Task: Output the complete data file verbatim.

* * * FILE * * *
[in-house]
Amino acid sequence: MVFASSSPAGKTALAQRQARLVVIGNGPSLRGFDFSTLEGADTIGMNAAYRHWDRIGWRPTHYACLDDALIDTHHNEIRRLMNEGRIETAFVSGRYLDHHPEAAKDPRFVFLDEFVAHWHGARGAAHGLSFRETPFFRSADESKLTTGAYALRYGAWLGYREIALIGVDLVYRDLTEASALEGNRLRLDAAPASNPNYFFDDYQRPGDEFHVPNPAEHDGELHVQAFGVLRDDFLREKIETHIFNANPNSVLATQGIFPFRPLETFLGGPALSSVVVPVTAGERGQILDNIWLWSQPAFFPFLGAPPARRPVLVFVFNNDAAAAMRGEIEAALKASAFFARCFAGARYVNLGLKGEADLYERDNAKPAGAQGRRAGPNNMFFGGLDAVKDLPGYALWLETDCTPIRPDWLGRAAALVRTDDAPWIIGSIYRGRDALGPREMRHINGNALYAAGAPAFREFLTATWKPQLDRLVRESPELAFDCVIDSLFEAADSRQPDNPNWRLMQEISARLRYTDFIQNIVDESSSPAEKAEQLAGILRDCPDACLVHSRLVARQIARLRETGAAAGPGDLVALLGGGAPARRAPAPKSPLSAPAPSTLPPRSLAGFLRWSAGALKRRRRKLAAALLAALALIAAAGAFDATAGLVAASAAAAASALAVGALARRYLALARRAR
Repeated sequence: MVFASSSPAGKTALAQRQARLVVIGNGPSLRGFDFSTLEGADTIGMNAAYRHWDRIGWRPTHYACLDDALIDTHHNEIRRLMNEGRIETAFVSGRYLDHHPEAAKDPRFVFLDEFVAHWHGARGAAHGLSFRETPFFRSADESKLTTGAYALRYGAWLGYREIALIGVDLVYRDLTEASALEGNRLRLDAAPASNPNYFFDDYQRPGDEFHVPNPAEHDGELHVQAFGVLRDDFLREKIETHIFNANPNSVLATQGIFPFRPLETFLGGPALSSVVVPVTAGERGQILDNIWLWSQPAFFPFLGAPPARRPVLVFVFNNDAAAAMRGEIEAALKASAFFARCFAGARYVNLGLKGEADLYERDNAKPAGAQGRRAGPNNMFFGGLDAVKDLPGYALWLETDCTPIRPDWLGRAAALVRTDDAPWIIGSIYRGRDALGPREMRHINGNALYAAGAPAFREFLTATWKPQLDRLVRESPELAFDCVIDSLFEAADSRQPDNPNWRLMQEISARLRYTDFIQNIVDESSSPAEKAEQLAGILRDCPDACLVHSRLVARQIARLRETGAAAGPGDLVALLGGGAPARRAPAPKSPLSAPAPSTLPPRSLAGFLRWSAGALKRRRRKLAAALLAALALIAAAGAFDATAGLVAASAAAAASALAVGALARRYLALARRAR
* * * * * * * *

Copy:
[in-house]
Amino acid sequence: MVFASSSPAGKTALAQRQARLVVIGNGPSLRGFDFSTLEGADTIGMNAAYRHWDRIGWRPTHYACLDDALIDTHHNEIRRLMNEGRIETAFVSGRYLDHHPEAAKDPRFVFLDEFVAHWHGARGAAHGLSFRETPFFRSADESKLTTGAYALRYGAWLGYREIALIGVDLVYRDLTEASALEGNRLRLDAAPASNPNYFFDDYQRPGDEFHVPNPAEHDGELHVQAFGVLRDDFLREKIETHIFNANPNSVLATQGIFPFRPLETFLGGPALSSVVVPVTAGERGQILDNIWLWSQPAFFPFLGAPPARRPVLVFVFNNDAAAAMRGEIEAALKASAFFARCFAGARYVNLGLKGEADLYERDNAKPAGAQGRRAGPNNMFFGGLDAVKDLPGYALWLETDCTPIRPDWLGRAAALVRTDDAPWIIGSIYRGRDALGPREMRHINGNALYAAGAPAFREFLTATWKPQLDRLVRESPELAFDCVIDSLFEAADSRQPDNPNWRLMQEISARLRYTDFIQNIVDESSSPAEKAEQLAGILRDCPDACLVHSRLVARQIARLRETGAAAGPGDLVALLGGGAPARRAPAPKSPLSAPAPSTLPPRSLAGFLRWSAGALKRRRRKLAAALLAALALIAAAGAFDATAGLVAASAAAAASALAVGALARRYLALARRAR
Repeated sequence: MVFASSSPAGKTALAQRQARLVVIGNGPSLRGFDFSTLEGADTIGMNAAYRHWDRIGWRPTHYACLDDALIDTHHNEIRRLMNEGRIETAFVSGRYLDHHPEAAKDPRFVFLDEFVAHWHGARGAAHGLSFRETPFFRSADESKLTTGAYALRYGAWLGYREIALIGVDLVYRDLTEASALEGNRLRLDAAPASNPNYFFDDYQRPGDEFHVPNPAEHDGELHVQAFGVLRDDFLREKIETHIFNANPNSVLATQGIFPFRPLETFLGGPALSSVVVPVTAGERGQILDNIWLWSQPAFFPFLGAPPARRPVLVFVFNNDAAAAMRGEIEAALKASAFFARCFAGARYVNLGLKGEADLYERDNAKPAGAQGRRAGPNNMFFGGLDAVKDLPGYALWLETDCTPIRPDWLGRAAALVRTDDAPWIIGSIYRGRDALGPREMRHINGNALYAAGAPAFREFLTATWKPQLDRLVRESPELAFDCVIDSLFEAADSRQPDNPNWRLMQEISARLRYTDFIQNIVDESSSPAEKAEQLAGILRDCPDACLVHSRLVARQIARLRETGAAAGPGDLVALLGGGAPARRAPAPKSPLSAPAPSTLPPRSLAGFLRWSAGALKRRRRKLAAALLAALALIAAAGAFDATAGLVAASAAAAASALAVGALARRYLALARRAR